John Weeks discusses works of literature and authors that have influenced him over the course of his life, including Henry Thoreau, Donald Peattie, and Aldo Leopold.
Much of nature is covered by snow each winter. John Weeks dispels the rumor that the winter landscape without snow is baron and uninteresting.
John Weeks discusses how pressure systems coming from all over the continent can mean plenty of snow in upstate New York during the month of February.
Dirt and soil can be a nuisance. However, John Weeks describes how soils have an amazing influence on our native environment.
Water exists in liquid, solid, and gaseous form, making the water cycle a truly fascinating event. However, the cycle does not exist without multiple Achilles' heels.
John Weeks discusses the shrike or "butcherbird." So called because of its eating habits, the shrike violently feeds on large insects, small rodents, and small songbirds.
Central New York has undergone many physical changes in its history. John Weeks discusses the transformation of the local landscape and remembers the species that once roamed the area.
John Weeks discusses the transformation of the coyote into a suburban menace. He suggests that the tension between human and coyote is bound to grow and spread.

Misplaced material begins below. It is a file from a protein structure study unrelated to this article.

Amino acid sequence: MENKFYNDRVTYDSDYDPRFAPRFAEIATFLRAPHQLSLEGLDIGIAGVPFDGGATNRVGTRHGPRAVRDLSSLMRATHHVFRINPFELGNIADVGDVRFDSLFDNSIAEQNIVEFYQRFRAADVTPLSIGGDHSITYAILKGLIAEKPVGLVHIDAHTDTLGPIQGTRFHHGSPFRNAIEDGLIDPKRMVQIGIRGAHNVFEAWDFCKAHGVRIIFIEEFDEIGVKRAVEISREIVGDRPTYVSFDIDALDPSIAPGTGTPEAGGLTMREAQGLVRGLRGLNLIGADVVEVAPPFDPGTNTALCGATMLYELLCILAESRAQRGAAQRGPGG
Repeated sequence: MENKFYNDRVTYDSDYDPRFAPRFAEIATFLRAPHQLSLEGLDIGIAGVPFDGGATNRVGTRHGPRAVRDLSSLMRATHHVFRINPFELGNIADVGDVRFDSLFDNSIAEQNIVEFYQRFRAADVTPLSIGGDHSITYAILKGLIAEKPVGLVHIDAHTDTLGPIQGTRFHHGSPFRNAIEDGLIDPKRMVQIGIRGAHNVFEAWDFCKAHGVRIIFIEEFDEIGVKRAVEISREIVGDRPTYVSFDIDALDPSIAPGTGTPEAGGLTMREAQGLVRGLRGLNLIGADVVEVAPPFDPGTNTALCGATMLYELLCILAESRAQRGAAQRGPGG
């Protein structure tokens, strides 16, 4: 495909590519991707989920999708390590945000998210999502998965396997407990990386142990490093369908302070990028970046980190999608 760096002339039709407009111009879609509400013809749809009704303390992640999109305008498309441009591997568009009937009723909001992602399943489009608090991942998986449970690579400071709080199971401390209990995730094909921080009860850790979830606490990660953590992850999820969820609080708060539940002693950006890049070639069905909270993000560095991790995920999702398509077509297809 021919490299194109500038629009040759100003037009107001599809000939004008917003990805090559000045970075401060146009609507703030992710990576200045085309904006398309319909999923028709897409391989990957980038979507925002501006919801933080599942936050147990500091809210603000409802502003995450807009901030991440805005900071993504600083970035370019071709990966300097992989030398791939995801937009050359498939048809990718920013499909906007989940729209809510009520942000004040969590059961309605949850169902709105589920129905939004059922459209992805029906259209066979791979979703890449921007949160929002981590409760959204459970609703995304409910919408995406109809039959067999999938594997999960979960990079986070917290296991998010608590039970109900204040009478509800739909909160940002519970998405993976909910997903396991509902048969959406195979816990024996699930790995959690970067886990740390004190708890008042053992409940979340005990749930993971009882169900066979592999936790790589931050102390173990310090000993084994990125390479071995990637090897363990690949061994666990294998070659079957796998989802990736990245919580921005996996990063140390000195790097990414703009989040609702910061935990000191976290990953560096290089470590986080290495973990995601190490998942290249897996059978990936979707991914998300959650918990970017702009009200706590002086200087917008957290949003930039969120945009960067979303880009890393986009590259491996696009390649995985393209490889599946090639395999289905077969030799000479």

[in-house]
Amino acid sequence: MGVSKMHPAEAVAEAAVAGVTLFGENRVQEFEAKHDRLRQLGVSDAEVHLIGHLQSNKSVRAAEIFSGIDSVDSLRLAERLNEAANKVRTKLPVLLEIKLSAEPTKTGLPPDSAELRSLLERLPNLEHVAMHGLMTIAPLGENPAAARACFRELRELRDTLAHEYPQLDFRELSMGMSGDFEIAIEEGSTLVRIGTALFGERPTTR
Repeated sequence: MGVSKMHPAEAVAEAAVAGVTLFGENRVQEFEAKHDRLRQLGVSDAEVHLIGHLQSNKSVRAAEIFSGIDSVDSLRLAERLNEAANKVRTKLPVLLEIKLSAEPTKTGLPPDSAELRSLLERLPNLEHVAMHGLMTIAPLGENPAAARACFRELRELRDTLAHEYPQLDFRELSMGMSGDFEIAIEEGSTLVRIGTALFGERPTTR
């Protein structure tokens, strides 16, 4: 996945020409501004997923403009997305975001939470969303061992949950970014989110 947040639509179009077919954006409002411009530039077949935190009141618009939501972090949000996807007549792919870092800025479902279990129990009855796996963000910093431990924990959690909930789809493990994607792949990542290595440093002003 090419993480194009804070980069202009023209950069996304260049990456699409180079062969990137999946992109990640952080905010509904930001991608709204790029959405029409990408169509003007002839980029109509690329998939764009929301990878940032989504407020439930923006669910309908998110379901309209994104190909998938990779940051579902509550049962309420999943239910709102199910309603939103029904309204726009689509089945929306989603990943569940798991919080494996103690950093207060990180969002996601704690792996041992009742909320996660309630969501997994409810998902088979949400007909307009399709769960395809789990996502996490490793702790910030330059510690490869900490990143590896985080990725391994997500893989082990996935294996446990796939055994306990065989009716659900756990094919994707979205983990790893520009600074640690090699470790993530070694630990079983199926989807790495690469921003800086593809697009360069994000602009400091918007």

John Weeks has great patience with slow drivers. He explains the function of slow driving, describing the people behind the wheel as "philosophers."
John Weeks sits down for an interview with a grape grower to discuss the grape culture in the Finger Lakes Region of Central New York.
John Weeks discusses the history of Fahrenheit and Celsius. He points out that there are some detectable differences which a simple thermometer cannot detect.
John Weeks discusses plant life that is rarely found in the index or glossary of nature books: the vine. Some are very important to wildlife, including grape, poison ivy, and morning glory vines.
Wildlife does not stay hidden for long after a blizzard passes. John Weeks suggests that there are plenty of lessons to be learned while exploring after a big storm.
John Weeks discusses his limited experience with snowshoeing and recounts various encounters with wildlife while out on the winter trails.
John Weeks suggests that both man and wildlife need to know their limitations in order for maximum productivity in cold weather.
John Weeks discusses what the conventional thinking regarding bird migration used to be, and how it has advanced in recent centuries through the use of "banding."